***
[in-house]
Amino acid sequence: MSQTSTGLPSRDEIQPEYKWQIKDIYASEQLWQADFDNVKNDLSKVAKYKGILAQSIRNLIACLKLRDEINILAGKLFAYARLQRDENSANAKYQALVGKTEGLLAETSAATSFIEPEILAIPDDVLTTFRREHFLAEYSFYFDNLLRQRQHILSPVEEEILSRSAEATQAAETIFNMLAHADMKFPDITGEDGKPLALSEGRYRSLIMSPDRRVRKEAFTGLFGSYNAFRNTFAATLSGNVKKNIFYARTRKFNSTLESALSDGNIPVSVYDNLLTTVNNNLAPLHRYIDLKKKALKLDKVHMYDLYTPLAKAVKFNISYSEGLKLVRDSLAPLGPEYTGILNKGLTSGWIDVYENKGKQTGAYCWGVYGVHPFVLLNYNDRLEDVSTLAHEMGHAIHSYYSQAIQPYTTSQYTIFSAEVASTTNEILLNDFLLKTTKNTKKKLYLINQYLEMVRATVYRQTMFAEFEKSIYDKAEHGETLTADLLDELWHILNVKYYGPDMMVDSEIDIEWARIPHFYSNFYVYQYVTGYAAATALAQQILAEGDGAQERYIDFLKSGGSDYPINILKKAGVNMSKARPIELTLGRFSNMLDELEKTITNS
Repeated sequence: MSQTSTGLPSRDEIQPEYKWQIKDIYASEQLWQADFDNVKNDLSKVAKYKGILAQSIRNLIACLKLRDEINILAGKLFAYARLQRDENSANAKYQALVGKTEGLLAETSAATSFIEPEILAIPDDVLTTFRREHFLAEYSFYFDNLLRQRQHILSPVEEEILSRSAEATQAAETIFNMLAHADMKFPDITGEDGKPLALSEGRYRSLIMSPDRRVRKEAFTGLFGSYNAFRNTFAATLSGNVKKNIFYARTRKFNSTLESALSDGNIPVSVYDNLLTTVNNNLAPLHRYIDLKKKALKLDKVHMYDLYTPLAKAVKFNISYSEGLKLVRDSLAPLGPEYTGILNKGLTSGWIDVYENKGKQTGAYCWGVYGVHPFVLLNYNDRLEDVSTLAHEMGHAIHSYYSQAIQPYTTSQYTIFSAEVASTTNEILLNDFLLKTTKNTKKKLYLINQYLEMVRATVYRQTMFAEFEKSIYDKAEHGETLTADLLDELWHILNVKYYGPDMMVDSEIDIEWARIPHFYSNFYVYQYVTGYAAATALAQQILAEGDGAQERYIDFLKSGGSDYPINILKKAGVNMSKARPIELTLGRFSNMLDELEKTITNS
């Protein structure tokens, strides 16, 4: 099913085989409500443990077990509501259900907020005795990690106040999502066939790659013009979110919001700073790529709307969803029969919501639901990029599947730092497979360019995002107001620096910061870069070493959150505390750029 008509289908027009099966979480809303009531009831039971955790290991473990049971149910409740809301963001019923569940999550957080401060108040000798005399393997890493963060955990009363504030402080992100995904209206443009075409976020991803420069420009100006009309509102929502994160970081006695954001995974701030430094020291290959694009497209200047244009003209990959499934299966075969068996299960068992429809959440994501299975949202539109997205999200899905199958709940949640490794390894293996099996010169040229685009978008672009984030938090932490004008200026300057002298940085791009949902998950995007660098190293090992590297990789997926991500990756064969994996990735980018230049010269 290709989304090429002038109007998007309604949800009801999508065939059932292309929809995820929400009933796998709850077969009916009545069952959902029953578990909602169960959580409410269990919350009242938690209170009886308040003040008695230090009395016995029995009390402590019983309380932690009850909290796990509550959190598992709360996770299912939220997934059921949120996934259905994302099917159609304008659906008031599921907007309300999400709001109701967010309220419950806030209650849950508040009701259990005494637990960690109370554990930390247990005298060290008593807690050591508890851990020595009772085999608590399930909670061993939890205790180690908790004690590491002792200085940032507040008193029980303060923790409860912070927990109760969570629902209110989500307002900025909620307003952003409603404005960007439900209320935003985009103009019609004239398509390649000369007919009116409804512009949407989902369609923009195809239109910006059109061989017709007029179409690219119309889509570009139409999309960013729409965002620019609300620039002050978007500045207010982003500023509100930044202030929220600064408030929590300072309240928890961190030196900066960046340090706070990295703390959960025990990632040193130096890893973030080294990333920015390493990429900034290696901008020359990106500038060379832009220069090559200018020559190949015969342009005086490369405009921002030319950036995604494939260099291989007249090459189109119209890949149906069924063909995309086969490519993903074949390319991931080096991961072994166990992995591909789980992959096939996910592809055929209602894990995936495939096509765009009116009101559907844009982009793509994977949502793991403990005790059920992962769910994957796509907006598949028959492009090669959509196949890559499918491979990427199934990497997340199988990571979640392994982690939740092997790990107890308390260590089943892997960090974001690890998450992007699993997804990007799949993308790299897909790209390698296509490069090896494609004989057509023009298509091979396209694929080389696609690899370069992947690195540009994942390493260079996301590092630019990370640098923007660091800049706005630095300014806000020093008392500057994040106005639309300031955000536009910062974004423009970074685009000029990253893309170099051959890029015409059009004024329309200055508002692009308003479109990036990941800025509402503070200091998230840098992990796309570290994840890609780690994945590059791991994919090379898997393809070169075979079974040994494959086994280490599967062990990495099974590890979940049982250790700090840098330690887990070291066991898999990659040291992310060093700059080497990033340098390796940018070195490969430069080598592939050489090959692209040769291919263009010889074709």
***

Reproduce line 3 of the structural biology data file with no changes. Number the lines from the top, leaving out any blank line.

Repeated sequence: MSQTSTGLPSRDEIQPEYKWQIKDIYASEQLWQADFDNVKNDLSKVAKYKGILAQSIRNLIACLKLRDEINILAGKLFAYARLQRDENSANAKYQALVGKTEGLLAETSAATSFIEPEILAIPDDVLTTFRREHFLAEYSFYFDNLLRQRQHILSPVEEEILSRSAEATQAAETIFNMLAHADMKFPDITGEDGKPLALSEGRYRSLIMSPDRRVRKEAFTGLFGSYNAFRNTFAATLSGNVKKNIFYARTRKFNSTLESALSDGNIPVSVYDNLLTTVNNNLAPLHRYIDLKKKALKLDKVHMYDLYTPLAKAVKFNISYSEGLKLVRDSLAPLGPEYTGILNKGLTSGWIDVYENKGKQTGAYCWGVYGVHPFVLLNYNDRLEDVSTLAHEMGHAIHSYYSQAIQPYTTSQYTIFSAEVASTTNEILLNDFLLKTTKNTKKKLYLINQYLEMVRATVYRQTMFAEFEKSIYDKAEHGETLTADLLDELWHILNVKYYGPDMMVDSEIDIEWARIPHFYSNFYVYQYVTGYAAATALAQQILAEGDGAQERYIDFLKSGGSDYPINILKKAGVNMSKARPIELTLGRFSNMLDELEKTITNS